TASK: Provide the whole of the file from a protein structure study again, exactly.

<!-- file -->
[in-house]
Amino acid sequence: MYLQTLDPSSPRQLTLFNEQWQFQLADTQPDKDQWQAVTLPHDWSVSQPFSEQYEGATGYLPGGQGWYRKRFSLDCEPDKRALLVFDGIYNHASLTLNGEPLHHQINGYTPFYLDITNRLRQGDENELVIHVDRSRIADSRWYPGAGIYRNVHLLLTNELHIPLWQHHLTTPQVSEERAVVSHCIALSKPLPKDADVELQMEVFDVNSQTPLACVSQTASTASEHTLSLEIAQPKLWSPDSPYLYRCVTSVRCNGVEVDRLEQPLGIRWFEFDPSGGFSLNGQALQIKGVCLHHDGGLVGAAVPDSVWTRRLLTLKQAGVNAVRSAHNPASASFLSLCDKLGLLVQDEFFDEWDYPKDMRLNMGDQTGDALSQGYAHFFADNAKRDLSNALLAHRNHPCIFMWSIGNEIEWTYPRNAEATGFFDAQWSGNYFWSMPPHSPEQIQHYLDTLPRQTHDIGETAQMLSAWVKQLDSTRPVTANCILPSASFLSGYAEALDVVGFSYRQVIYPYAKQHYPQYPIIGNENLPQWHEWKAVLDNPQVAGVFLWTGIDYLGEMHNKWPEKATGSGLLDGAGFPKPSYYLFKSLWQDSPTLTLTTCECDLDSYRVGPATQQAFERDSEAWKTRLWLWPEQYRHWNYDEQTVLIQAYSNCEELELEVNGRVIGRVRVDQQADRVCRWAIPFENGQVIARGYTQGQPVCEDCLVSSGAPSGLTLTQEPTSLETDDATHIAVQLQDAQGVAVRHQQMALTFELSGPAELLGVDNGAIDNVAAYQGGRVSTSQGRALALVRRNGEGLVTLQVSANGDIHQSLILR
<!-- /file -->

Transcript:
[in-house]
Amino acid sequence: MYLQTLDPSSPRQLTLFNEQWQFQLADTQPDKDQWQAVTLPHDWSVSQPFSEQYEGATGYLPGGQGWYRKRFSLDCEPDKRALLVFDGIYNHASLTLNGEPLHHQINGYTPFYLDITNRLRQGDENELVIHVDRSRIADSRWYPGAGIYRNVHLLLTNELHIPLWQHHLTTPQVSEERAVVSHCIALSKPLPKDADVELQMEVFDVNSQTPLACVSQTASTASEHTLSLEIAQPKLWSPDSPYLYRCVTSVRCNGVEVDRLEQPLGIRWFEFDPSGGFSLNGQALQIKGVCLHHDGGLVGAAVPDSVWTRRLLTLKQAGVNAVRSAHNPASASFLSLCDKLGLLVQDEFFDEWDYPKDMRLNMGDQTGDALSQGYAHFFADNAKRDLSNALLAHRNHPCIFMWSIGNEIEWTYPRNAEATGFFDAQWSGNYFWSMPPHSPEQIQHYLDTLPRQTHDIGETAQMLSAWVKQLDSTRPVTANCILPSASFLSGYAEALDVVGFSYRQVIYPYAKQHYPQYPIIGNENLPQWHEWKAVLDNPQVAGVFLWTGIDYLGEMHNKWPEKATGSGLLDGAGFPKPSYYLFKSLWQDSPTLTLTTCECDLDSYRVGPATQQAFERDSEAWKTRLWLWPEQYRHWNYDEQTVLIQAYSNCEELELEVNGRVIGRVRVDQQADRVCRWAIPFENGQVIARGYTQGQPVCEDCLVSSGAPSGLTLTQEPTSLETDDATHIAVQLQDAQGVAVRHQQMALTFELSGPAELLGVDNGAIDNVAAYQGGRVSTSQGRALALVRRNGEGLVTLQVSANGDIHQSLILR